Some were stupefied by Tim Tebow’s 316 passing yard total in his first playoff game; others thought it was just plain stupid to conclude that God was sending biblical messages via the Broncos quarterback. To both sets, it is my scholarly duty to let you know there has been another Tebow 3:16 sighting—I saw it myself.
Whenever you hear a new piece of gossip, you probably check your source so that you can filter out the outlandish from the possible. Accordingly, if you are intrigued about this new connection between Tebow and the New Testament verse John 3:16, you likely want to know who I am.
In that case, you are like people on planes who make me nervous when they ask me what I do. In short, I am a scholar of religion, but that shorthand leads to long conversations.
I study and teach religion in a non-confessional, secular university environment. This means that I am used to discussing religion among atheists, agnostics, Jews, Hindus, Christians etc., all huddled together in the same stuffy academic quarters.
That is not as difficult as it might sound—mainly because there are an abundance of respectful, intellectually-engaged college students who like to study the social and political implications of religion, no matter how they feel about religion personally.
This profession, though, is difficult to explain to strangers, especially on a plane. When I am 30,000 feet in the air and a stranger asks me what I do for a living, I want to go all Samuel L. Jackson on them. I’m not comfortable around snakes, but any non-life threatening diversion would do at these moments, because my hands get clammy and my brow runs like a river.
I am scared that my flight neighbor will assume that I think my study brings me close to the gods or a God and that I have mastered their/his/her languages and trace every sacred movement on the earth.
That’s not me. That's not us.
Scholars of religion usually study what can be known with academic tools. I won’t enumerate all of the possible queries for academic study, but you can discount such questions as “Is there a God/gods/sacred?”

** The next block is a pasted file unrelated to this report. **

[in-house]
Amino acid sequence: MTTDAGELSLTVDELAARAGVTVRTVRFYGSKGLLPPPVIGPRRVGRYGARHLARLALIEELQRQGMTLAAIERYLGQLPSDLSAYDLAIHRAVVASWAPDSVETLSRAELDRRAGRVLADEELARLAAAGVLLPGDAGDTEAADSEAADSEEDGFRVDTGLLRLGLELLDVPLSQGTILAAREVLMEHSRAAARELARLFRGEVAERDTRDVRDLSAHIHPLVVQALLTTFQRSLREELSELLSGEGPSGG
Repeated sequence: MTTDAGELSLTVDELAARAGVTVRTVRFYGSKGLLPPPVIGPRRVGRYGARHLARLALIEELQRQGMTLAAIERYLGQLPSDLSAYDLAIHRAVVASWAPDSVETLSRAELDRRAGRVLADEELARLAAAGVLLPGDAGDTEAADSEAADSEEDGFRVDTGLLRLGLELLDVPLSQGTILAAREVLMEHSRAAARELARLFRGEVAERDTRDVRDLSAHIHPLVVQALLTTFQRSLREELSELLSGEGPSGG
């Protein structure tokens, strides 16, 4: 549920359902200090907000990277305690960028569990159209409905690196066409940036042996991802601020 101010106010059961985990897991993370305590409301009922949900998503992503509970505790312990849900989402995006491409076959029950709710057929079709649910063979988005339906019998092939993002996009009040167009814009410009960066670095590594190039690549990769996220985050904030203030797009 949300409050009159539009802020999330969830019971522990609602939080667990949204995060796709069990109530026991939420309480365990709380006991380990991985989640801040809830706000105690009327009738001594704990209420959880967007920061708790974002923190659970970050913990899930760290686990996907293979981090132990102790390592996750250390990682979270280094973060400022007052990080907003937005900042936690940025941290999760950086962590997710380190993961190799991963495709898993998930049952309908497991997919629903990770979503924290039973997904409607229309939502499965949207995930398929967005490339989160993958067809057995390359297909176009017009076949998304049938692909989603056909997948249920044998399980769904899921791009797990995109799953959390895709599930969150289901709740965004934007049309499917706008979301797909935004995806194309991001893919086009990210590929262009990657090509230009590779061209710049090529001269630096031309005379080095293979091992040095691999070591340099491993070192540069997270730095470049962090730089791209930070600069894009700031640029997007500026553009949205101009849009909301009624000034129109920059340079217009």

I (we) can’t answer that in an academic setting.
Tim Tebow, though, comes along and, in the language of Leonard Cohen, sinks beneath our academic wisdom like a stone.
The former University of Florida quarterback used to stencil John 3:16 into his “eye black,” which football players wear to avoid glare. The NFL forbids such practices, so there was to be no more athletic guyliner at the professional level for Tebow.
Did he find a supernatural means to circumvent league policy by throwing a whopping 316 yards of passing?
It certainly got the word out. The verse in question--"For God so loved the world that he sent his only Son, so that everyone who believes in him may not perish but may have eternal life"--sent shockwaves through the Twittersphere, and landed John 3:16 on the top of various trending charts.
I asked my mom, who is one of the most devout and evangelical Tebow-loving people you will find, what she makes of the numbers.
“You heard about the 3:16 thing, right?” I probed.
“That’s a stretch, isn’t it?”
“Oh yeah, it's completely ridiculous,” she assured me.
I told that to my wife. We laughed and then I went seeking online Tebow highlights so we could re-live some of the most enthralling moments of the season.
Guess what I heard?
First, let’s review the 3:16 signs:
Against the Steelers, Tebow threw 10 pass completions for a total of 316 yards and an average of 31.6 yards per carry. If that weren't enough, the "final quarter-hour television rating" was 31.6.
That makes sense according to the Tebow narrative, right? He owns the fourth quarter.
Is God not with him for the first three? This is where I come in. Or God comes in. Or something.
After just having laughed off the 3:16 significance with my wife, I listened to a commentator during the mic'd up session of the Broncos vs. Bears game give Tebow's stats for the first three quarters.
He completed...wait for it, wait for it...
3-for-16 passes. Bam! Holy Bam?
These figures are intriguing, but they are mainly made meaningful by focused, retrospective gazing that shapes the past according to what we already know about the future.
That would, though, take a lot of the mystery (and “magic”) out of all this Tebow numerology (and religion, for that matter).
If God decided to pull out all the stops in Tebow's first playoff game, is this where it ends? Why not wait to send that message in the Super Bowl where the audience would be even larger?
At this point, go ahead and put in your two cents on the survey.
Careful. God/gods/the sacred might be watching.